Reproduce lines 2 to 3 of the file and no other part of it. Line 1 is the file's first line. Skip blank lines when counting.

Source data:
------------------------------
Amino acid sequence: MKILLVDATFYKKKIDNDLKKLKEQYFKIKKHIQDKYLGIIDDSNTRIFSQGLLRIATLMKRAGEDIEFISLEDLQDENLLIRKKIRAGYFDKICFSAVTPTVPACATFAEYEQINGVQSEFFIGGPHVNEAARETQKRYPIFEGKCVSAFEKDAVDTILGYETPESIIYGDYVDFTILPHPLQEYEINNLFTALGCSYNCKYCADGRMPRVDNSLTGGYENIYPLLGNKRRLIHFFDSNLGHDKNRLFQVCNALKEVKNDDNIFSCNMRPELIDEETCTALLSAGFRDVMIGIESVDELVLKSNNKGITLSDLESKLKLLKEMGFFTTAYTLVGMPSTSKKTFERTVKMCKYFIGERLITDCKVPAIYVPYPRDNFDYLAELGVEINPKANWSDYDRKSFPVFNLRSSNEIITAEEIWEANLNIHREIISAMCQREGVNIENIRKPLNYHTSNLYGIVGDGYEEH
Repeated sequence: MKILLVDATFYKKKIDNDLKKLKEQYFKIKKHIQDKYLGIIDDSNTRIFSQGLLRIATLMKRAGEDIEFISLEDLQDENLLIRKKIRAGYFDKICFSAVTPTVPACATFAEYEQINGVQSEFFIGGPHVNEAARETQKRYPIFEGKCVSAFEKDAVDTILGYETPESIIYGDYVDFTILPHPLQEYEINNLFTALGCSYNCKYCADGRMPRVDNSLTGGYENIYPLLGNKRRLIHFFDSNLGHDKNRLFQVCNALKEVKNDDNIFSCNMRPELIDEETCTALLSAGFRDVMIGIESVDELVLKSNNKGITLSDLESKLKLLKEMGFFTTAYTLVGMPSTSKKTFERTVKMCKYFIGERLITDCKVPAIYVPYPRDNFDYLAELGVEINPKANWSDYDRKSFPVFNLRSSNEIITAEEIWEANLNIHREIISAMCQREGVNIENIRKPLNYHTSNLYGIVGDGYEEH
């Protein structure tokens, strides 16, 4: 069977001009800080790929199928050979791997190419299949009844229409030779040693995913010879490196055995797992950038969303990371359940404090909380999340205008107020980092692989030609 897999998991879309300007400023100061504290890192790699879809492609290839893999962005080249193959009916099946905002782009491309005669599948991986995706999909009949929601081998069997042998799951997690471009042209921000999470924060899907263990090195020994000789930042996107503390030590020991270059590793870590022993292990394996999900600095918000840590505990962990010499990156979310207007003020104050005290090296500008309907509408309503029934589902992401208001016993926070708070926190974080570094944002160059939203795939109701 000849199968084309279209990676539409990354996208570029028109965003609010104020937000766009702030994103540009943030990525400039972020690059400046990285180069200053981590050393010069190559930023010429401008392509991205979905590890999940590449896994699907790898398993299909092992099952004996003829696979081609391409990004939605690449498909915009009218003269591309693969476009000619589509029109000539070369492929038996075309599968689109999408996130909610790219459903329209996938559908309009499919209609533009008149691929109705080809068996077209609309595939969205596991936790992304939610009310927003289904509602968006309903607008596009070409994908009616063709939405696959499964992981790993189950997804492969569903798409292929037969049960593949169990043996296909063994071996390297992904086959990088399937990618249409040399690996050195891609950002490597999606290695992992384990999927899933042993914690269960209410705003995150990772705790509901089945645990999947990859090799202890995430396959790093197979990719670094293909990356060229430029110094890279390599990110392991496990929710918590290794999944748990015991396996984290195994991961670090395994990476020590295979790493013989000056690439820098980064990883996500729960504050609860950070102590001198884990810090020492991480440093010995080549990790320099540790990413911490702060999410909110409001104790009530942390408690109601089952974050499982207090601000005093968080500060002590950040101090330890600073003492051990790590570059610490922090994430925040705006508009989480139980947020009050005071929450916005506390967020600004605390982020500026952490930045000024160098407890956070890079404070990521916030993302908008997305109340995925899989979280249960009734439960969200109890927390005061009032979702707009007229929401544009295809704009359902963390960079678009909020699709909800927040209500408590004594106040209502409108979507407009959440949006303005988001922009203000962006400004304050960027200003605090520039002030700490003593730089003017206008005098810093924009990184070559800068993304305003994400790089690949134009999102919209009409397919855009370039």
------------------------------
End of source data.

Repeated sequence: MKILLVDATFYKKKIDNDLKKLKEQYFKIKKHIQDKYLGIIDDSNTRIFSQGLLRIATLMKRAGEDIEFISLEDLQDENLLIRKKIRAGYFDKICFSAVTPTVPACATFAEYEQINGVQSEFFIGGPHVNEAARETQKRYPIFEGKCVSAFEKDAVDTILGYETPESIIYGDYVDFTILPHPLQEYEINNLFTALGCSYNCKYCADGRMPRVDNSLTGGYENIYPLLGNKRRLIHFFDSNLGHDKNRLFQVCNALKEVKNDDNIFSCNMRPELIDEETCTALLSAGFRDVMIGIESVDELVLKSNNKGITLSDLESKLKLLKEMGFFTTAYTLVGMPSTSKKTFERTVKMCKYFIGERLITDCKVPAIYVPYPRDNFDYLAELGVEINPKANWSDYDRKSFPVFNLRSSNEIITAEEIWEANLNIHREIISAMCQREGVNIENIRKPLNYHTSNLYGIVGDGYEEH
């Protein structure tokens, strides 16, 4: 069977001009800080790929199928050979791997190419299949009844229409030779040693995913010879490196055995797992950038969303990371359940404090909380999340205008107020980092692989030609 897999998991879309300007400023100061504290890192790699879809492609290839893999962005080249193959009916099946905002782009491309005669599948991986995706999909009949929601081998069997042998799951997690471009042209921000999470924060899907263990090195020994000789930042996107503390030590020991270059590793870590022993292990394996999900600095918000840590505990962990010499990156979310207007003020104050005290090296500008309907509408309503029934589902992401208001016993926070708070926190974080570094944002160059939203795939109701 000849199968084309279209990676539409990354996208570029028109965003609010104020937000766009702030994103540009943030990525400039972020690059400046990285180069200053981590050393010069190559930023010429401008392509991205979905590890999940590449896994699907790898398993299909092992099952004996003829696979081609391409990004939605690449498909915009009218003269591309693969476009000619589509029109000539070369492929038996075309599968689109999408996130909610790219459903329209996938559908309009499919209609533009008149691929109705080809068996077209609309595939969205596991936790992304939610009310927003289904509602968006309903607008596009070409994908009616063709939405696959499964992981790993189950997804492969569903798409292929037969049960593949169990043996296909063994071996390297992904086959990088399937990618249409040399690996050195891609950002490597999606290695992992384990999927899933042993914690269960209410705003995150990772705790509901089945645990999947990859090799202890995430396959790093197979990719670094293909990356060229430029110094890279390599990110392991496990929710918590290794999944748990015991396996984290195994991961670090395994990476020590295979790493013989000056690439820098980064990883996500729960504050609860950070102590001198884990810090020492991480440093010995080549990790320099540790990413911490702060999410909110409001104790009530942390408690109601089952974050499982207090601000005093968080500060002590950040101090330890600073003492051990790590570059610490922090994430925040705006508009989480139980947020009050005071929450916005506390967020600004605390982020500026952490930045000024160098407890956070890079404070990521916030993302908008997305109340995925899989979280249960009734439960969200109890927390005061009032979702707009007229929401544009295809704009359902963390960079678009909020699709909800927040209500408590004594106040209502409108979507407009959440949006303005988001922009203000962006400004304050960027200003605090520039002030700490003593730089003017206008005098810093924009990184070559800068993304305003994400790089690949134009999102919209009409397919855009370039």